|Two kinds of malfeasance are now taking place. First, the state government staff collaborates with some NREG workers who actually do no work. The work done by the entire set of workers is divided by a bloated denominator, thus showing that everyone did inadequate work in the day, thus inducing a lower payment per person. The second line of attack is where the worker is told by the civil servant that he is being paid less and is told to not complain about it. In both cases, the information in the job cards agrees with the information in the GP.|
|Dissatisfied with NREG in Dhar|
|In this hamlet, one person came up and said that he had a job card, but he was doing fine for himself and did not want even one of the hundred days of employment that he was entitled to under NREG.|
|Town meeting in one of the hamlets in Dhar|
The Aastha/MKSS people are averse to migration, arguing that atleast for 100 days, a person shouldn't have to go to the city if (net of transportation costs) his wage works out to below that paid by NREG (Rs.73 if a full day's work is done). However, in the big picture, India's economic development is going to come out of a low skill workforce leaving the villages and migrating to the cities. More importantly, a person seeking to do labour supply in the city has to build up human networks and specialised human capital. Dropping out of this market for 100 days/year is not a rational strategy for the worker - regardless of how well NREG works.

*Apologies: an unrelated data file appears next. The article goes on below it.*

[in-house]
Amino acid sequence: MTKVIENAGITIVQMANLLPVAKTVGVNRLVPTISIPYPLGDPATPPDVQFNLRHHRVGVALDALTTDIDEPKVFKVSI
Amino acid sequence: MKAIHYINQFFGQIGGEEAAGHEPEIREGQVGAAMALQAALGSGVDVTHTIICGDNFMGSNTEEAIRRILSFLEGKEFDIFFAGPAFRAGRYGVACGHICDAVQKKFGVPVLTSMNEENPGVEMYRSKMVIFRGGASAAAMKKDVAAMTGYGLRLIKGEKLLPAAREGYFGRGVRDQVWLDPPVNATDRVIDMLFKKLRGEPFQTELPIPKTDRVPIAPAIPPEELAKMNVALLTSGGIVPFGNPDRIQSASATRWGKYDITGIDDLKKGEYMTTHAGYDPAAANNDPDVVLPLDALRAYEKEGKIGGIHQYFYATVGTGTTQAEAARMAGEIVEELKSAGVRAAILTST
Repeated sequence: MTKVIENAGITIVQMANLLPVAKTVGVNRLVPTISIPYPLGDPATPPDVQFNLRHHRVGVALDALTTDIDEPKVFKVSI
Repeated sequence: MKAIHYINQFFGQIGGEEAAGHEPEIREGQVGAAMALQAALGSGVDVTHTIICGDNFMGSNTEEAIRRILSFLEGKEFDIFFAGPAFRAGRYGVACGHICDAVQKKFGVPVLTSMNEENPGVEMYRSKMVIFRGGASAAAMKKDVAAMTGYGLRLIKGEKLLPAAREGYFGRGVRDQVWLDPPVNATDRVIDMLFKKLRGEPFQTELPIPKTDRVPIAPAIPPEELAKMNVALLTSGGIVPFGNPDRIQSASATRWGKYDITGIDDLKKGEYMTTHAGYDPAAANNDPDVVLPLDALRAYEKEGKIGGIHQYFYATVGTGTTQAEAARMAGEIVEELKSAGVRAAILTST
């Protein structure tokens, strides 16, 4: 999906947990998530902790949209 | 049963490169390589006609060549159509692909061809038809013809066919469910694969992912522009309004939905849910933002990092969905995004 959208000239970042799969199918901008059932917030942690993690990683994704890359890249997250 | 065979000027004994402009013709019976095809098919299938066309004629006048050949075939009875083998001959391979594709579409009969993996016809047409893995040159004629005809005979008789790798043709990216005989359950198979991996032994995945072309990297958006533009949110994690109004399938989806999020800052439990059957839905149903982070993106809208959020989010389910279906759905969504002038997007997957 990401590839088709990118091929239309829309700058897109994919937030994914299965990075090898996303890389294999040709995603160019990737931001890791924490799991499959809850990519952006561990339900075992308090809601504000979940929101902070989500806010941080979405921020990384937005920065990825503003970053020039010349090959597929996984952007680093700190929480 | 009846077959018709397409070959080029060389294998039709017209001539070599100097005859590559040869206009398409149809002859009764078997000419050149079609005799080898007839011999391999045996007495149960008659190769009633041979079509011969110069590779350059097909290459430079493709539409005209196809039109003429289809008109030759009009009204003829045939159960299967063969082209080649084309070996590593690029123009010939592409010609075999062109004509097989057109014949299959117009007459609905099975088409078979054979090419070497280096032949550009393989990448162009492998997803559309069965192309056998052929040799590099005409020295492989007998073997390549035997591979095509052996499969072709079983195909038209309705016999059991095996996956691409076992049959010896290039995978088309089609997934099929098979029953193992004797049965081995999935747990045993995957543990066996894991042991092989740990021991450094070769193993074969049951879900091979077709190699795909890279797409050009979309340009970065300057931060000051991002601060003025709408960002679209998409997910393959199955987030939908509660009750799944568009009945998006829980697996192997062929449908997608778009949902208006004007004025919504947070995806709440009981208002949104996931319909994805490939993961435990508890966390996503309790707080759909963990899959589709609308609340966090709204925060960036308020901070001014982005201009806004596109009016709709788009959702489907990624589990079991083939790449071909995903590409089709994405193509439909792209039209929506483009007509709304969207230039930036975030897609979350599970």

In Dhar, the Aastha/MKSS team emphasised that NREG was a demand driven program, that the GP has to maintain a project shelf and offer projects when the individual demands work. This was in sharp contrast with the situation in Bihar, where there were targets given to the district collector and a budgetary grant of a certain amount came down to the village.
We spent a day visiting Molela, a village in Rajsamand district. This was an unannounced visit, accompanying the `CEO of the Zilla Parishad', Mr. Jitendra Upadhyay, who was going for an inspection here. Mr. Upadhyay's team had gone to Molela for an inspection earlier in the day (before we had showed up). He was to go to Molela to check their work and complete this inspection. We were spontaneously offered an opportunity to go with him.
As we found out later, even though Molela is in Rajsamand district, nobody from MKSS has ever been there. This is admittedly a sample size of one; but it is not a case of being shown a Potemkin village.
|This concept of an `inspection' of a gram panchayat is a recent innovation, initiated by Principal Secretary (RD) in Rajasthan. Each district has a `CEO' of the Zilla Parishad and in many districts, the CEO has an assistant. In addition, there are Block Development Officers at the block level. The inspection framework involves filling out a two-page form about the processes in the panchayat. Each CEO is required to inspect 20 panchayats per year and if he has an assistant then the assistant is to inspect another 30 panchayats a year.|
|Jitendra Upadhyay, CEO of the ZP of Rajsamand|
The quality of the inspection is, obviously, sensitive to the personality and style of the person conducting the inspection. Mr. Upadhyay did an outstanding job, taking the trouble of going to far-flung locations in the village in order to do physical inspection of public works. At every step of the inspection, he was very open with us, passing on the documents to us after he had finished looking at them.
|Sudhir is a young, educated, enthusiastic sarpanch. In Bihar, there is a separation between the `mukhiya' and the `sarpanch'. In Rajasthan, there is only a `sarpanch'.|
|Sarpanch of Molela|
The problem of political accountability surfaces here also, as it does in Bihar. By the rules of reservation, Sudhir will not be able to run for sarpanch in the next election. Mr. Upadhyay explained that Sudhir has ambitions of district-level politics, which is what gives him incentives to do a good job of his stint as sarpanch.